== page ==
Sending quality email marketing may be tough. Here’s a few reasons why – email HTML is different from webpage HTML, each email client shows your design in different ways, images are blocked … the list goes on. It is definitely not a simple task, however, it is worth the effort. Investing in the quality of your email will bring you wonderful results: more clicks, more conversions, more forwards, and ultimately, greater engagement with your audience.
Getting noticed in the inbox is getting more and more difficult, and people who don’t improve the quality of their email campaigns are at risk of seeing another dreaded metric rise: the unsubscribes. I don’t want to sound apocalyptical, I’m just trying to make a point: you need to take care of and constantly update your email marketing. But don’t panic, we’ve selected a few email hacks to help you in this task.
1. Responsive Patterns
Now you have no excuse to delay implementing a responsive email strategy: the importance of mobile email is well known. The biggest difficulty in implementing responsive email design used to be the cost and time necessary to produce the code. So let us introduce you to Responsive Email Pattern. This page was created by @BrianGraves and provides several responsive patterns that you can use for your templates. Each pattern comes with an explanation and a visual element.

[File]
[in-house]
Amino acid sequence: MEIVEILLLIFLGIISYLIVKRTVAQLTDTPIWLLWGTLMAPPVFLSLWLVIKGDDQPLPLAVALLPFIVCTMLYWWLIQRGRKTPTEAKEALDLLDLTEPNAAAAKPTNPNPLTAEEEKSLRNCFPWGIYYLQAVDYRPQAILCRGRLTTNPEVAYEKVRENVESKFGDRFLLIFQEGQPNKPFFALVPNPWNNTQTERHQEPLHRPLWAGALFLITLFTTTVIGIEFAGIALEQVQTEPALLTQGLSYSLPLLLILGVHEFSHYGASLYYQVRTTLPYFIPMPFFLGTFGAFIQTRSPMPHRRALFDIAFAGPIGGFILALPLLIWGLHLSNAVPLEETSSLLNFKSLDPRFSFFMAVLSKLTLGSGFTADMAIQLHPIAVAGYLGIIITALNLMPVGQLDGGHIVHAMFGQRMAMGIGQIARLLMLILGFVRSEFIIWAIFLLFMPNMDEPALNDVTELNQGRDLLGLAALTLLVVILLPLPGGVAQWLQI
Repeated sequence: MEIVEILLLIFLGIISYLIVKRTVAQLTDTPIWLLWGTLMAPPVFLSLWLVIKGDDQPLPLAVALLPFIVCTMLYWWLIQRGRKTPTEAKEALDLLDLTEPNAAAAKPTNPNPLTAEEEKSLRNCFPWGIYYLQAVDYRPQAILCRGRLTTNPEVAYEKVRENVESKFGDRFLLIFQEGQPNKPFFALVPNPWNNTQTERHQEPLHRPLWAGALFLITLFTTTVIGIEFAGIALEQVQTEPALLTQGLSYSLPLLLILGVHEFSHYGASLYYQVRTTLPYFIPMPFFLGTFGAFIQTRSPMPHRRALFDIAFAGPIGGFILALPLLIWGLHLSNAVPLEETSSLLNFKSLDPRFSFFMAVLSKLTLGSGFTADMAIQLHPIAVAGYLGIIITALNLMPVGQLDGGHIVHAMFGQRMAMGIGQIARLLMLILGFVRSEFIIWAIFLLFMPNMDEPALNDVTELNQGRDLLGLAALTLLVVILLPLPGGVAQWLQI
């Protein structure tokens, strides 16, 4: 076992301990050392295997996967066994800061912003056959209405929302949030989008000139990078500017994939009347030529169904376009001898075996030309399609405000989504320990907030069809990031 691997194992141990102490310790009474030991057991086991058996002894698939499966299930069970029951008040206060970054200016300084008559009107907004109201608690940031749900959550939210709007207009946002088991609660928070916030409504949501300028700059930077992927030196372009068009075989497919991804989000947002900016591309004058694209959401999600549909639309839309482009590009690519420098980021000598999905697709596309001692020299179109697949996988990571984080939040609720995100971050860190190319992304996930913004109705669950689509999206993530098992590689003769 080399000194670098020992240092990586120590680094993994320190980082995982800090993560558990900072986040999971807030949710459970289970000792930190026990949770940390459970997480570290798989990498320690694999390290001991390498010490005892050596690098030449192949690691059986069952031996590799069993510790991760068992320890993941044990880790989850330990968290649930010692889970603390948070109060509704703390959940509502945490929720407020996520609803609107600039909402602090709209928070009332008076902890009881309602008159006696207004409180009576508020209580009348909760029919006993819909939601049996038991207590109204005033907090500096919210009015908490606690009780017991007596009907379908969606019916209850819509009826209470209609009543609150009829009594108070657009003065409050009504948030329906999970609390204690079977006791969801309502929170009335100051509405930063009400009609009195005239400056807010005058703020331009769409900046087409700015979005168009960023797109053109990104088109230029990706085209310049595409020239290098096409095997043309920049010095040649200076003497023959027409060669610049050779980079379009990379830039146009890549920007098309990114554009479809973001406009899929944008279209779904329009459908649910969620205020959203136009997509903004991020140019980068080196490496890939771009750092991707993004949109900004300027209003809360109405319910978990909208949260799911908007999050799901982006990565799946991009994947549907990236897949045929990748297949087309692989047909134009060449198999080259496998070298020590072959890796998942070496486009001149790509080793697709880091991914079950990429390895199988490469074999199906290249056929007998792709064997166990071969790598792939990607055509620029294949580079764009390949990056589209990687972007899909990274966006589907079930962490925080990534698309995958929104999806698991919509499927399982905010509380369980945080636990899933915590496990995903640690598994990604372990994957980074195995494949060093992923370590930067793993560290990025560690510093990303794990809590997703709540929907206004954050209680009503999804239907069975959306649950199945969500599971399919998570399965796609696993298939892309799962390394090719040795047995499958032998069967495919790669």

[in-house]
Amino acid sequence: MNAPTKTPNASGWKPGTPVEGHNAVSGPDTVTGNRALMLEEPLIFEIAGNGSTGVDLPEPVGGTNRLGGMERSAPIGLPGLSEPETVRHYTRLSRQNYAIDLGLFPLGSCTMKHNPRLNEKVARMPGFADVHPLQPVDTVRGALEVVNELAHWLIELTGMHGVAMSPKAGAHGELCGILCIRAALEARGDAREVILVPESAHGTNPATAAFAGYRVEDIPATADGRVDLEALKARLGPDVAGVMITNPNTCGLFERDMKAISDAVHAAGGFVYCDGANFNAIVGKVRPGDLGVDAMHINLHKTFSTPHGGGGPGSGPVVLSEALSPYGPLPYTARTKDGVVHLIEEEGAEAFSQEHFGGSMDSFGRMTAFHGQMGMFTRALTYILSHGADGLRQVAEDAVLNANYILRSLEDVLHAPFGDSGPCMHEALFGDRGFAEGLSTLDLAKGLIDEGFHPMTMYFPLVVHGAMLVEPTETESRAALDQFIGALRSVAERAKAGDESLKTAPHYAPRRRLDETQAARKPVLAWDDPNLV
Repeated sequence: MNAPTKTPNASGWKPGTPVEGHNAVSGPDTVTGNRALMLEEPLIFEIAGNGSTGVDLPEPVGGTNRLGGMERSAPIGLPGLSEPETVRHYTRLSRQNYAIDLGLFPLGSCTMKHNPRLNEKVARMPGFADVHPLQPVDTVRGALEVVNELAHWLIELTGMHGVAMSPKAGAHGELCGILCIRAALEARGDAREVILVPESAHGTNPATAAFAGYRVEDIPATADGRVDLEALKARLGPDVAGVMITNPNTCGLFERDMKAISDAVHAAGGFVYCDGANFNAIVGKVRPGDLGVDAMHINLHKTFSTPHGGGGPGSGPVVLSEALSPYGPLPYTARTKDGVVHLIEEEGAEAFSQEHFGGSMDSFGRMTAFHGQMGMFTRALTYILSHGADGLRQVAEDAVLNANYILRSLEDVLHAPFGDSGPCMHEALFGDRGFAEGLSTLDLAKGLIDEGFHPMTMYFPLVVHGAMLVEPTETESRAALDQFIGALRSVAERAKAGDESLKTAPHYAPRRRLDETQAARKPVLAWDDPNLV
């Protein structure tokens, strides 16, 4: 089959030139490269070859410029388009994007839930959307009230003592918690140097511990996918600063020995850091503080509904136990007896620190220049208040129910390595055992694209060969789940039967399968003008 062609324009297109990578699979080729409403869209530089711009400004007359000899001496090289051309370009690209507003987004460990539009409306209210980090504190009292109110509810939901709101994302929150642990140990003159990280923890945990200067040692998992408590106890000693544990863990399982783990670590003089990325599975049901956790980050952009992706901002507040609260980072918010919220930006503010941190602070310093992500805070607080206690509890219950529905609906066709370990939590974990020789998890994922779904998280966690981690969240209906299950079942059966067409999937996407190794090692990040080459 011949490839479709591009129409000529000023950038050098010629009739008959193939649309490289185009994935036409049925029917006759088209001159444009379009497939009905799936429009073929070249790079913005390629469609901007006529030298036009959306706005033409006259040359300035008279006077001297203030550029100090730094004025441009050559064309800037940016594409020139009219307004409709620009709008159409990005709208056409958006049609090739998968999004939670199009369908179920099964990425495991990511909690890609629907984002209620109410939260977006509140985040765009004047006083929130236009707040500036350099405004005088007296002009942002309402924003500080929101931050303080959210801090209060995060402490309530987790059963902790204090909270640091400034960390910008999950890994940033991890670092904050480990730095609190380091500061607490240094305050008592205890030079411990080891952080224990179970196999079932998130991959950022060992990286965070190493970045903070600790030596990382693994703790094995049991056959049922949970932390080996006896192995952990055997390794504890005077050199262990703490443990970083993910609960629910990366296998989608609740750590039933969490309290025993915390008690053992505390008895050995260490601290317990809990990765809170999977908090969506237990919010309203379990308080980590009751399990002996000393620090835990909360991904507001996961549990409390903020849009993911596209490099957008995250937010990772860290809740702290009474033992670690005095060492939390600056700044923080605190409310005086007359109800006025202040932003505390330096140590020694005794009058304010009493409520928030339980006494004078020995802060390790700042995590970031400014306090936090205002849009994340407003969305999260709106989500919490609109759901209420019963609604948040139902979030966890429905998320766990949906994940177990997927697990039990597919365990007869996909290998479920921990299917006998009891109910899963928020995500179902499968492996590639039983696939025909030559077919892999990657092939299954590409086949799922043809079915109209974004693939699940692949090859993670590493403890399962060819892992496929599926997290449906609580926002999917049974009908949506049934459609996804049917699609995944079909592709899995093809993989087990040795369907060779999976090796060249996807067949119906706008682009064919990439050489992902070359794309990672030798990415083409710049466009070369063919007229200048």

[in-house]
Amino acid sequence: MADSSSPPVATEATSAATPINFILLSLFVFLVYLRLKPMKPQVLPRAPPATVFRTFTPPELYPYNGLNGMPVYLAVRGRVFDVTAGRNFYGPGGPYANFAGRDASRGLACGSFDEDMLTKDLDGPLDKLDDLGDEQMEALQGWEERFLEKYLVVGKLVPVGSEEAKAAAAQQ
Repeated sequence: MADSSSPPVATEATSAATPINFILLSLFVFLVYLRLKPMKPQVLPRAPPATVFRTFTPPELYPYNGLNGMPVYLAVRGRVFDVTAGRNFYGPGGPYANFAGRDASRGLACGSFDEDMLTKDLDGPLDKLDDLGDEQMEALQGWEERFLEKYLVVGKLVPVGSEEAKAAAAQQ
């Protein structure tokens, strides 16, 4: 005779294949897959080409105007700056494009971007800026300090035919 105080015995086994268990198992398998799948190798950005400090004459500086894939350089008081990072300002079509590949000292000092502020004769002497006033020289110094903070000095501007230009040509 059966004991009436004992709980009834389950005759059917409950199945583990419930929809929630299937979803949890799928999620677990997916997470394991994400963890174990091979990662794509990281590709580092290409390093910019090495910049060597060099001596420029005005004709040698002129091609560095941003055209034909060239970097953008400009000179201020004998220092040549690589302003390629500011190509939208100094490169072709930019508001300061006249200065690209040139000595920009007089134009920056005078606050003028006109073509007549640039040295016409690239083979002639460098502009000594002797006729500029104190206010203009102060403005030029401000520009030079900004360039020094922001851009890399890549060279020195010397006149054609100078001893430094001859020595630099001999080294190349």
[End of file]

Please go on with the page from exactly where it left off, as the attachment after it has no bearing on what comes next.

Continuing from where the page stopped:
2. Inline CSS
Inlining all of your CSS is a tiresome activity, we know, but it is essential to your email marketing. Some email clients, like Gmail, don’t show external styles because they fear it would interfere with theirs. This is why you have to use inline CSS, so that you can be sure your email marketing looks good to all of your customers.
Your template is all ready to be uploaded? Cheer up! We’ve got just the thing for you! Zurb has an inliner tool that will work on your existing HTML. Just click, paste and click again. Say goodbye to nightmarish CSS inlining!
3. HTML Buttons
Buttons are a great way to draw attention to a specific point on your message, such as your Call-to-Action. But you can’t, unfortunately, rely on images to be the central point of your message, because images can be blocked by several email clients. Litmus blog has a great post about this, with some tips and hacks to work around this restriction. We have found – all thanks to Chexton user on GitHub – an example of an HTML button in which you can include links, as you can see below:
|This is a button|
You can take a look at the code here.
So, how about using all of these cool email hacks for your next campaign? Access your Mailee.me account right now and start sending some classy emails.